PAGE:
Comparison

We have seen several ways to construct dictionaries: hash tables unbalanced binary search trees red-black trees and skip lists. There are several factors that influence the choice of an algorithm:


Table 3-2: Comparison of Dictionaries
method statements average time worst-case time
hash table 26 O(1) O(n)
unbalanced tree 41 O(lg n) O(n)
red-black tree 120 O(lg n) O(lg n)
skip list 55 O(lg n) O(n)

Average time for insert search and delete operations on a database of 65 536 (216) randomly input items may be found in Table 3-3. For this test the hash table size was 10 009 and 16 index levels were allowed for the skip list. Although there is some variation in the timings for the four methods they are close enough so that other considerations should come into play when selecting an algorithm.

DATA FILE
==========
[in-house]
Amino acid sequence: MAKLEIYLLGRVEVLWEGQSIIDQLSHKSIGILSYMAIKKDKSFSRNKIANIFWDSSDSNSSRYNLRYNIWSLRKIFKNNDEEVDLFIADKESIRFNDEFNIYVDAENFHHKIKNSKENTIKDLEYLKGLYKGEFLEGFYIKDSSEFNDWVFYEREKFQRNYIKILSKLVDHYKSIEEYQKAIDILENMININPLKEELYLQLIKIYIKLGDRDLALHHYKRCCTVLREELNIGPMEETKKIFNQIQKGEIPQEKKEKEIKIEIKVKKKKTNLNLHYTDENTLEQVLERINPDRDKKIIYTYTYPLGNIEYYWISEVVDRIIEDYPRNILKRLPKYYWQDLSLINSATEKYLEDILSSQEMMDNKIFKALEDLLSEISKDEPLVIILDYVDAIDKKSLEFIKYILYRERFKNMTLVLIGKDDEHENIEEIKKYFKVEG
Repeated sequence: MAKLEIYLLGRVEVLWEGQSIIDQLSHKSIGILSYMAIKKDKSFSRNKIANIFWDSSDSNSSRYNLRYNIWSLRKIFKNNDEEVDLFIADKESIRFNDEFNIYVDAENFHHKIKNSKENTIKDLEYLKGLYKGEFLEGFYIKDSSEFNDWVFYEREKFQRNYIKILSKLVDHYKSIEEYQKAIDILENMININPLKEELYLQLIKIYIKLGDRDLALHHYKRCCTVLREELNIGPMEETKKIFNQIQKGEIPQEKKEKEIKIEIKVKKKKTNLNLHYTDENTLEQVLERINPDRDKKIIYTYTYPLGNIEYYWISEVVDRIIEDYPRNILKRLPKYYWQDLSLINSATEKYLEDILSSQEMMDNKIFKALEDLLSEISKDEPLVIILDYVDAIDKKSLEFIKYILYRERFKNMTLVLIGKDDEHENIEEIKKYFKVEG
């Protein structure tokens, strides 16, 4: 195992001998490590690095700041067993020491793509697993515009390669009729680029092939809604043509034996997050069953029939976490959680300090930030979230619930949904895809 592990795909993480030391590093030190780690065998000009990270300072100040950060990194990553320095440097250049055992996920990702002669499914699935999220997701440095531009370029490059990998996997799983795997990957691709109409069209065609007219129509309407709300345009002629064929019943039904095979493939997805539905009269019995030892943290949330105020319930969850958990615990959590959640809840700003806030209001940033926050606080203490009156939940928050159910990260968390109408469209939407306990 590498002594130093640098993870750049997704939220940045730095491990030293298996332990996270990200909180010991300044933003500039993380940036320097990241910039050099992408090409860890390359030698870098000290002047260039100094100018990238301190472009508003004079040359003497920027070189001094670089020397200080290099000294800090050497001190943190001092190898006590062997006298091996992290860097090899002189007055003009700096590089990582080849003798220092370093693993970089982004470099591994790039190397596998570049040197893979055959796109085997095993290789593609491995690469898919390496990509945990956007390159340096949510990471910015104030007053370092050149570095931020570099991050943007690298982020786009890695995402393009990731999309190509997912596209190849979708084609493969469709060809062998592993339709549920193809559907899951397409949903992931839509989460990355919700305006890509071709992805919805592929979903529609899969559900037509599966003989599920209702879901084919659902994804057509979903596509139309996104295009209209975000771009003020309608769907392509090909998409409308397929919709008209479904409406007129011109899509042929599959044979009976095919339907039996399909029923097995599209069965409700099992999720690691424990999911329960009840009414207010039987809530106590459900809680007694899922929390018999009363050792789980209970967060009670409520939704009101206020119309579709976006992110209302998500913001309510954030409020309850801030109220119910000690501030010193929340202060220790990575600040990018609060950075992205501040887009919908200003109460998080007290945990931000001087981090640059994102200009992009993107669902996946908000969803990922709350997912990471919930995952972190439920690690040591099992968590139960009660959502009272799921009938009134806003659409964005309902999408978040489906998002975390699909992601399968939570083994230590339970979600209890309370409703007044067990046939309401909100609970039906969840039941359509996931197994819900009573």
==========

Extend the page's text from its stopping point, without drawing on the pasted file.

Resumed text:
Table 3-3: Average Time (Ás) 65536 Items Random Input
method insert search delete
hash table 18 8 10
unbalanced tree 37 17 26
red-black tree 40 16 37
skip list 48 31 35

Table 3-4 shows the average search time for two sets of data: a random set where all values are unique and an ordered set where values are in ascending order. Ordered input creates a worst-case scenario for unbalanced tree algorithms as the tree ends up being a simple linked list. The times shown are for a single search operation. If we were to search for all items in a database of 65 536 values a red-black tree algorithm would take .6 seconds while an unbalanced tree algorithm would take 1 hour.

Table 3-4: Average Search Time (Ás)
random
input
count hash table unbalanced tree red-black tree skip list
16 4 3 2 5
256 3 4 4 9
4 096 3 7 6 12
65 536 8 17 16 31
ordered
input
16 3 4 2 4
256 3 47 4 7
4 096 3 1 033 6 11
65 536 7 55 019 9 15